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I’m experiencing some issue in trying to make ADXL345 accelerometer works in SPI by using an nRF52 feather. I'm using the ADXL345 SparkFun library read values from it.

Here are the connections

nrf52             ADXL345
SCK               SCL
MISO              SDO
MOSI              SDA
PIN 11            CS

The same code I’m posting works perfectly on my Arduino Uno, but if I try to run it on the feather it get stuck on powerOn method.

#include <SparkFun_ADXL345.h>         // SparkFun ADXL345 Library

ADXL345 adxl = ADXL345(11);           // USE FOR SPI COMMUNICATION, ADXL345(CS_PIN);

void setup(){

  Serial.begin(115200);                 // Start the serial terminal
    while ( !Serial ) delay(10);   // for nrf52840 with native usb
  pinMode(11, OUTPUT);
  Serial.println("SparkFun ADXL345 Accelerometer Hook Up Guide Example");
  Serial.println();
  adxl.powerOn();                     // Power on the ADXL345
  Serial.println("Setting range");

  adxl.setRangeSetting(16);           
  Serial.println("Setting 4 wire");
  adxl.setSpiBit(0);                  // Configure the device to be in 4 wire SPI mode when set to '0' or 3 wire SPI mode when set to 1

}

void loop(){

  // Accelerometer Readings
  int x,y,z;   
  adxl.readAccel(&x, &y, &z);         // Read the accelerometer values and store them in variables declared above x,y,z

  // Output Results to Serial
  Serial.print(x);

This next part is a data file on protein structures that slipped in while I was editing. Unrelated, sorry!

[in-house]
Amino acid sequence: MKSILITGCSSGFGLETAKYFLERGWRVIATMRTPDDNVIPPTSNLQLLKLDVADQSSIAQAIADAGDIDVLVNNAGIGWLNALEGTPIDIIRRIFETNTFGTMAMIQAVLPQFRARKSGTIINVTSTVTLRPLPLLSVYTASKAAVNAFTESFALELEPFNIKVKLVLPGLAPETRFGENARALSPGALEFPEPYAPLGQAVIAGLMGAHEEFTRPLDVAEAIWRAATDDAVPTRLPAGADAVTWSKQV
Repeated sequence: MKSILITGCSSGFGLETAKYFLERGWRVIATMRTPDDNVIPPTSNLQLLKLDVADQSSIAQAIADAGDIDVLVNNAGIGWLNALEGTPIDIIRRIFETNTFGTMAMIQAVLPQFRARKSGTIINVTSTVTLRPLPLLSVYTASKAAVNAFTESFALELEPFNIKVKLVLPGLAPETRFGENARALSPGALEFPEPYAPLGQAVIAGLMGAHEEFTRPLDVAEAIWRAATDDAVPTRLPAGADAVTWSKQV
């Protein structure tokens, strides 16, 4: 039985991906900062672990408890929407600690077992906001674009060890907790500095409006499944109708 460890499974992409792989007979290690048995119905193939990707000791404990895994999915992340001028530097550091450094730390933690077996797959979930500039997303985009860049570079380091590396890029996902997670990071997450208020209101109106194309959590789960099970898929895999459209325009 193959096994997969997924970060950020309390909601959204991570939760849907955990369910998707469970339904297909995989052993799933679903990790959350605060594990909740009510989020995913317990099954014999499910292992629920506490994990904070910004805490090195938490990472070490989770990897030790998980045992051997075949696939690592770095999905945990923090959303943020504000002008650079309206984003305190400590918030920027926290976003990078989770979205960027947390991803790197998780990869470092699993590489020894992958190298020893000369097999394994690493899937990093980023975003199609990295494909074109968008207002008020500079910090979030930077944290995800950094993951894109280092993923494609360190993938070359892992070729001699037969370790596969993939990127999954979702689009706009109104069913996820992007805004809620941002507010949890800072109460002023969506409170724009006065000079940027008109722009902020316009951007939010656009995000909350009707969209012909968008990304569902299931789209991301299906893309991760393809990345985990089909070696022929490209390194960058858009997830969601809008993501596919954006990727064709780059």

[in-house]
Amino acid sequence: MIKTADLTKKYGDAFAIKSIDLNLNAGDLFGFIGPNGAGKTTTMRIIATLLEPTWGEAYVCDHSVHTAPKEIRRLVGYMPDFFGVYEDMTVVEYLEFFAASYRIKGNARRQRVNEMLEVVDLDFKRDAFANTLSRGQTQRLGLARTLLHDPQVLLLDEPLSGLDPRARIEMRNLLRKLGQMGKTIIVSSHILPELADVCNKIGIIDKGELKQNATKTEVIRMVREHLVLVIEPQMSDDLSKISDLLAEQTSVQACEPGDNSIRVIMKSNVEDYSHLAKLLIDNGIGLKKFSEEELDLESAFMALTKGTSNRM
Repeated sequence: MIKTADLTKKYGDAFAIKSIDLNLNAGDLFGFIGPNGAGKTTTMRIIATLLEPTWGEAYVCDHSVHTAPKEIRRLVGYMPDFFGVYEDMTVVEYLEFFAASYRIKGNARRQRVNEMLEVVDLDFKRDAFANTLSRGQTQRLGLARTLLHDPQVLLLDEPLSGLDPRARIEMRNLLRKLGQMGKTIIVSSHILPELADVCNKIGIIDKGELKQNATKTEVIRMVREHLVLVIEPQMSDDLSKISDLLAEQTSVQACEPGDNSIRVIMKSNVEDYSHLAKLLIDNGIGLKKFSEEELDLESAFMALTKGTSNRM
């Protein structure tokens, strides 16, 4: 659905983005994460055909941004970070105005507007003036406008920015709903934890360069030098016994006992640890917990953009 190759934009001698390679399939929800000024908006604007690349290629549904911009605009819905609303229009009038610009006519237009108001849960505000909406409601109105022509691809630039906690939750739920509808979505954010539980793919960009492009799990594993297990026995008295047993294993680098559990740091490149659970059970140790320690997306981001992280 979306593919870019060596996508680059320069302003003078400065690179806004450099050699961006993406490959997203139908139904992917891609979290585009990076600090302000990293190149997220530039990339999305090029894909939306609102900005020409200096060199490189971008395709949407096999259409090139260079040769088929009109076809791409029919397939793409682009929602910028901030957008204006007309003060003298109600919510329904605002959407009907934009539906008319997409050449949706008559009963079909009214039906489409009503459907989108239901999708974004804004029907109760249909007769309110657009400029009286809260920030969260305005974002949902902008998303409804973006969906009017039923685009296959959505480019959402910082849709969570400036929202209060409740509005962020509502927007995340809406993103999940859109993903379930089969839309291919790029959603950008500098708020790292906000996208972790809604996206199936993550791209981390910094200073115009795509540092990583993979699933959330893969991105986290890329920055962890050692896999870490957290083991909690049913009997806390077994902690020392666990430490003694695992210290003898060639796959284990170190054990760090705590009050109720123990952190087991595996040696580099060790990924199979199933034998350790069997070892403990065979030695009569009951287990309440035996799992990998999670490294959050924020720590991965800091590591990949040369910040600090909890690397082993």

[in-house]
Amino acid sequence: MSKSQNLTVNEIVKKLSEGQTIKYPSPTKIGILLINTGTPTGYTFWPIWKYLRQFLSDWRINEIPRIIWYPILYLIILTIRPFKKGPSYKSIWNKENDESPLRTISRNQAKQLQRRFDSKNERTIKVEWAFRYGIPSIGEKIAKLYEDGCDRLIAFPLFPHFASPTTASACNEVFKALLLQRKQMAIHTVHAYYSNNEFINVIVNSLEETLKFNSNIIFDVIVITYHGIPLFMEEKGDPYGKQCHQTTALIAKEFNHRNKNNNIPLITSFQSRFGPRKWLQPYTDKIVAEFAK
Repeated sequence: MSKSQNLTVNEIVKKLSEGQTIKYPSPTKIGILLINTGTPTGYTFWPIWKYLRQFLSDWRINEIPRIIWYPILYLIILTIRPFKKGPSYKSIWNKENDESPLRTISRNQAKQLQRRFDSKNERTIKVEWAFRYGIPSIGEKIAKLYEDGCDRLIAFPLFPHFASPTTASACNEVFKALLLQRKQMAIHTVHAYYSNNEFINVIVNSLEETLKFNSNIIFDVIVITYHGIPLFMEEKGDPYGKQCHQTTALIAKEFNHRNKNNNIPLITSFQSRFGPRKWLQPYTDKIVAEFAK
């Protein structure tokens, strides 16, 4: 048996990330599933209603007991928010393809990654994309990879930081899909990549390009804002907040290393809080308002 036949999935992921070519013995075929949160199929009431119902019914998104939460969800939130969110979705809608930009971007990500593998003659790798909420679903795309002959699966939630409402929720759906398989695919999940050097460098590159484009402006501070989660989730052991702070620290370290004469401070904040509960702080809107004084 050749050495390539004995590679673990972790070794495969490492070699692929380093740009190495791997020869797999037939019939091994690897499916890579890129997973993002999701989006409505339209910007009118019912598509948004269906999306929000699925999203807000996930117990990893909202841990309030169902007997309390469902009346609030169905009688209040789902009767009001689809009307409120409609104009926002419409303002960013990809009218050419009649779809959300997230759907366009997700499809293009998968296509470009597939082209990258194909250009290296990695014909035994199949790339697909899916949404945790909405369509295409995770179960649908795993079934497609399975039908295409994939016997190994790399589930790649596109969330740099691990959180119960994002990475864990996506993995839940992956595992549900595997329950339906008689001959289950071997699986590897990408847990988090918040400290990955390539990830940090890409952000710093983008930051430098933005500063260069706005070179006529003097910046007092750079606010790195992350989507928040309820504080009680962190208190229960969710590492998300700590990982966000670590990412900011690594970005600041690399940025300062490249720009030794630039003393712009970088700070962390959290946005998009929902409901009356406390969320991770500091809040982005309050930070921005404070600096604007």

Serial.print(", ");
  Serial.print(y);
  Serial.print(", ");
  Serial.println(z); 

}

The initialization code in sparkfun starts the SPI Library and sets the mode to 3, it also configure the CS pin to OUTPUT as it supposed to be, the it puts the CS to HIGH.

ADXL345::ADXL345(int CS) {
    // ... other code
    _CS = CS;
    I2C = false;
    SPI.begin();
    SPI.setDataMode(SPI_MODE3);
    pinMode(_CS, OUTPUT);
    digitalWrite(_CS, HIGH);
}

The powerOn function sets the power settings on the sensor:

void ADXL345::powerOn() {
    // ... other code
    //ADXL345 TURN ON
    writeTo(ADXL345_POWER_CTL, 0);  // Wakeup     
    writeTo(ADXL345_POWER_CTL, 16); // Auto_Sleep
    writeTo(ADXL345_POWER_CTL, 8);  // Measure
}

My code hangs exactly when I call powerOn(). I do not understand why since on my Arduino Uno works perfectly. I'm wondering if I must use some particular settings while opening the SPI transaction due to the different micro controller architecture (ARM vs AVR) or clock (64MHz vs 16MHz).